As the economic downturn worsens, agents, management and companies must prepare themselves for the increased likelihood of market conduct and compliance issues arising.
There are several reasons for this, including:
–The strain on consumers due to lost jobs and indebtedness can translate into bad financial decision-making related to life insurance and annuities.
–Consumers also may look at their investments in variable products and begin to question their suitability and the advice they were given about the products.
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–As insurance and annuity sales weaken, agents leave the business, creating a situation where their clients may not get appropriate advice and service.
–Finally, as the market for life insurance, annuities and mutual funds cools, agents will work harder than ever to make and keep sales and may be tempted to cut some corners, which can lead potential problems.
Client actions that may cause market conduct issues
Economic circumstances can lead clients to cancel or surrender policies or contracts without fully understanding the implications of their actions. There may be tax implications; for instance, if they have loans on their life insurance policies they may face income tax on their surrender. Clients who are younger than 59 1/2 who make withdrawals from annuities may face a potential tax impact on gains. Clients who surrender or cancel policies may also be undermining their future financial security. Canceling a policy can also create legal issues; for example, when life insurance is a requirement for a mortgage or part of a divorce agreement.
Clients may take loans from policies without realizing the impact on the policy’s survivability. Clients may miss payments, which may trigger automatic loans on cash values which undermine the policy, or they may see their policies’ cash values as needed for other expenses. A client may panic at losses in a variable annuity and withdraw his or her investment without realizing there are other investment options available in the product.
Agents can help clients by providing explanations of the impact of their proposed actions on the client’s financial plans and goals. Agents should advise clients regarding the implications of their desire to cancel or surrender a policy and also suggest alternatives that may help the client maintain the policy or maintain the same coverage with a less costly policy. Agents can help clients reposition their investments in variable products or mutual funds. They should also provide advice on the most effective way to access policy or contract values without incurring penalties or taxation. Agents should know the reason the policy was purchased and should be able to remind the client.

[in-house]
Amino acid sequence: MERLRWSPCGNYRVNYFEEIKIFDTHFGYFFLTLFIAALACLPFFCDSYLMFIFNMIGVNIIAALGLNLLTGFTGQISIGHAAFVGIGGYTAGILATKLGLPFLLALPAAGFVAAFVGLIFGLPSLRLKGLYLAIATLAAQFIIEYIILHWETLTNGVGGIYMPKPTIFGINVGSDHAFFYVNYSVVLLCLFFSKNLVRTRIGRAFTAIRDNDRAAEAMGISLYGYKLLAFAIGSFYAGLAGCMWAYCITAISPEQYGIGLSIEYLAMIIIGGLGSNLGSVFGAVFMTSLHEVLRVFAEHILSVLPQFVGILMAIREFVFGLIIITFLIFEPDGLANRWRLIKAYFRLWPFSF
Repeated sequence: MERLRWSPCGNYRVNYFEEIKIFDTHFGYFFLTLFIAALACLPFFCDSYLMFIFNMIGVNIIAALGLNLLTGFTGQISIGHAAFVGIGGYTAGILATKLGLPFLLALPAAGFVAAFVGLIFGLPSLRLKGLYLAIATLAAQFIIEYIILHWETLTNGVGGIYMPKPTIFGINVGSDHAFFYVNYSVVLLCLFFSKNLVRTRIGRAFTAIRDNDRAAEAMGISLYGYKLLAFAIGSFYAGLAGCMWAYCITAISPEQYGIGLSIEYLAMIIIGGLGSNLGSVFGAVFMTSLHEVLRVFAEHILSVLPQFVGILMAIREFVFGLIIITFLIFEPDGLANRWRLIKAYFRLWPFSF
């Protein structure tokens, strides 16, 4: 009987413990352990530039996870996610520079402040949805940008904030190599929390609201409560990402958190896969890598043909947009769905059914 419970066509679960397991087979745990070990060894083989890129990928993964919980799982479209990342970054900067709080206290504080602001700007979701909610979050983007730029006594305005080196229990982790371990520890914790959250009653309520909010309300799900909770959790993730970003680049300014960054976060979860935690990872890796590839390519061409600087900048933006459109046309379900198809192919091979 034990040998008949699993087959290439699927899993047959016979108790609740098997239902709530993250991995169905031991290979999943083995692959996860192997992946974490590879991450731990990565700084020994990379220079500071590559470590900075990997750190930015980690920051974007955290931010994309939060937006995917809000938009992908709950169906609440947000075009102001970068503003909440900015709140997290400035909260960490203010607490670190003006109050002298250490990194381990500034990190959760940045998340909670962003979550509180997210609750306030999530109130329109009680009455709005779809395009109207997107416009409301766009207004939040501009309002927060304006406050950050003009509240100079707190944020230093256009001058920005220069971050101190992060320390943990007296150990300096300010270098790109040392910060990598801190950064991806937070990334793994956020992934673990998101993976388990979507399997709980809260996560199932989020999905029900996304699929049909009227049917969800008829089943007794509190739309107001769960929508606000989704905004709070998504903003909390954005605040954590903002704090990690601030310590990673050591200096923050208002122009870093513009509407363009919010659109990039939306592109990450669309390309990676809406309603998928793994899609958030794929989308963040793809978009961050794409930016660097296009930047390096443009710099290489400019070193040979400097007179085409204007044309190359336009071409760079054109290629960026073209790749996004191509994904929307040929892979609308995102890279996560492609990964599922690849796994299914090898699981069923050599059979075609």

However, the agent must have up-to-date information upon which to base any advice. Agents should avoid giving advice unless their records include a recently updated financial and personal analysis of the client. Agents should try to meet with clients to conduct a review so that their advice is based on a sound foundation. Failure to have a recent, documented client analysis can lead to potentially improper advice.
Often after the panic caused by an economic downturn subsides, the client or his beneficiaries forget that it was the client who made the decision to initiate the surrender, withdrawal, loan, etc. This can lead to accusations that the agent provided improper advice.
To defend against potential future accusations and complaints agents should carefully document the basis for the advice they give clients. The most effective documentation is supported by a recent client review. Agents should prepare a disclosure letter that outlines the impact of the client’s decision and have the client sign the letter acknowledging their understanding of the impact of their actions.
One problem agents may face is that they may not know about actions the client takes because of the speed and ease at which the client can act directly with the company. This suggests that agents must be proactive in reaching out to clients to make themselves available for counsel and advice. Agents should be sensitive to the sense of panic some clients are feeling as they struggle to pay their mortgage and meet their other financial obligations. An agent can head off complaints, lapses and other issues by contacting clients and reassuring them of the soundness of their initial decisions.
Agents should also prepare themselves to discuss the soundness of a company’s financial condition as clients raise questions about the companies whose products they purchased. Agents should have information provided by the company that describes the financial soundness of the company and avoid developing and using their own information unless they get it approved in advance. Company information can also be useful if other agents attempt to replace policies or contracts through scare tactics related to the financial soundness of a particular insurance company.